With A Star Is Born, Bradley Cooper became just the latest movie star to go behind the cameras and direct himself. And like many others who’ve come before, he’s getting Oscar buzz for it. This is a storied tradition in the cinema: popular performers who’ve become directors while continuing their careers before the cameras. Not everybody does it; many actors who’ve become directors, such as Rob Reiner and Penny Marshall and Ida Lupino, generally kept clear of taking on big roles for themselves. And then there are directors who weren’t big actors but went ahead and cast themselves in their own films anyway, such as Quentin Tarantino and Spike Lee. (In some cases, these people became directors precisely because they weren’t getting good parts.)
But with this list, we figured we’d look at this very special (but still large!) subset of performers who were well-known before they became directors, and then, once behind the cameras, used their own star power in interesting ways. Below, behold the 25 greatest actors who’ve directed themselves.
25. Mel Gibson
People didn’t think much of Gibson’s first outing as director-star, The Man Without a Face, but his second effort, Braveheart, a massive epic about medieval Scottish independence leader William Wallace, won him box-office and Oscar glory. And like many award-winning star-director projects (see also: Dances with Wolves), it’s not as well-regarded today. True, there’s a lot of simplistic writing in the film, but Gibson’s ability to stage sweeping, shocking battle scenes (with nods to classics like Spartacus and Alexander Nevsky) remains quite breathtaking. The film also provides a hit parade of elements of Gibson’s persona at the time — from the dashing romantic to the grieving warrior to the wild-eyed madman (which would eventually come to take over his public image). Gibson never starred in another movie he directed, but it could be argued that with Braveheart, he gave himself one of his greatest roles.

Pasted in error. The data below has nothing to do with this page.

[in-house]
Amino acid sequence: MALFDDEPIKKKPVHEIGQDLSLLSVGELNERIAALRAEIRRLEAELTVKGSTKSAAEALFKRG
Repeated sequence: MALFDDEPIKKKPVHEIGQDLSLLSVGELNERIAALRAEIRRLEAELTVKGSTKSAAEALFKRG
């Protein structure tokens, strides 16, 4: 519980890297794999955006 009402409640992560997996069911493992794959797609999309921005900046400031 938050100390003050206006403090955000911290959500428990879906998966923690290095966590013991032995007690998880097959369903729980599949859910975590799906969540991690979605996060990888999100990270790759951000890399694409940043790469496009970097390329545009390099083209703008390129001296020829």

24. Angelina Jolie
To be fair, Angelina Jolie’s best effort as a director is last year’s First They Killed My Father, in which she did not appear. But in 2015’s much-maligned By the Sea, she demonstrated a mastery of her own mystique. Although it’s the story of a marriage falling apart — co-starring Jolie’s own then-partner Brad Pitt — By the Sea is ultimately about the corrosive power of expectation, the impossibility of perfection, and the poisonous nature of celebrity. It may be an uneven movie, but it is an immortal testament in the annals of movie-star–directors. Jolie doesn’t generally act in the pictures she directs, but the evidence of By the Sea suggests that she should.
23. Robert Duvall
Duvall’s directorial career has been uneven, but his magnum opus, The Apostle, about a Pentecostal preacher who loses his church and tries to start a new one, provided him with perhaps his greatest role. It had been Duvall’s dream project for many years, but not surprisingly, such a sincere treatment of faith proved hard to get greenlit. Once The Apostle was finally released, however, it was easy to see why Duvall had been so persistent: The part of a fire-and-brimstone preacher struggling with doubt turned out to be ideal for an actor who had played both quietly driven men and blustery hard-asses.
22. Joel Edgerton
For a while there, Edgerton seemed to be a star in name only — regularly getting cast in big movies with big parts that failed to make much of an impression. And then he wrote, directed, and co-starred in The Gift, and we all had a Holy Shit! moment. Not only was it a consistently tense psychological thriller, but it also provided Edgerton with the kind of part that suddenly made sense of his persona, such as it was. He played a quiet oddball who reconnects with a high-school acquaintance (played by Jason Bateman) who used to torment him, and proceeds to wreak terrifying havoc on the man’s life and marriage. Suddenly, that white-bread, forgettable quality of Edgerton’s became a tremendous narrative weapon. Along the way, he also provided Bateman with one of his best roles, showing how quickly an affable good-guy type can turn into a domineering jerk. With Boy Erased also arriving this year, don’t be surprised if Edgerton is soon better known as a director than as an actor.
21. Kevin Costner
Stepping behind the camera at the height of his fame, Costner directed and starred in Oscar juggernaut Dances With Wolves — a movie which will forever be derided by dutiful cinephiles for depriving Martin Scorsese’s Goodfellas of a Best Picture award. But here’s the thing: Dances is a powerful, well-made film — an epic of genuine sweep and grandeur. More importantly, it connects with Costner’s appeal as a rumpled hero in the Gary Cooper mold. The Western was virtually dead when the actor made this film, and he effectively used his own celebrity and clout to bring it back. (At the time, 1931’s Cimarron had been the only other Western to win Best Picture. Within a couple of years, Clint Eastwood’s Unforgiven would also have one.) And then he returned to the genre more than a decade later, with the somber, elegiac, and beautiful Open Range. Meanwhile, the less said about The Postman, the better.
20. Bradley Cooper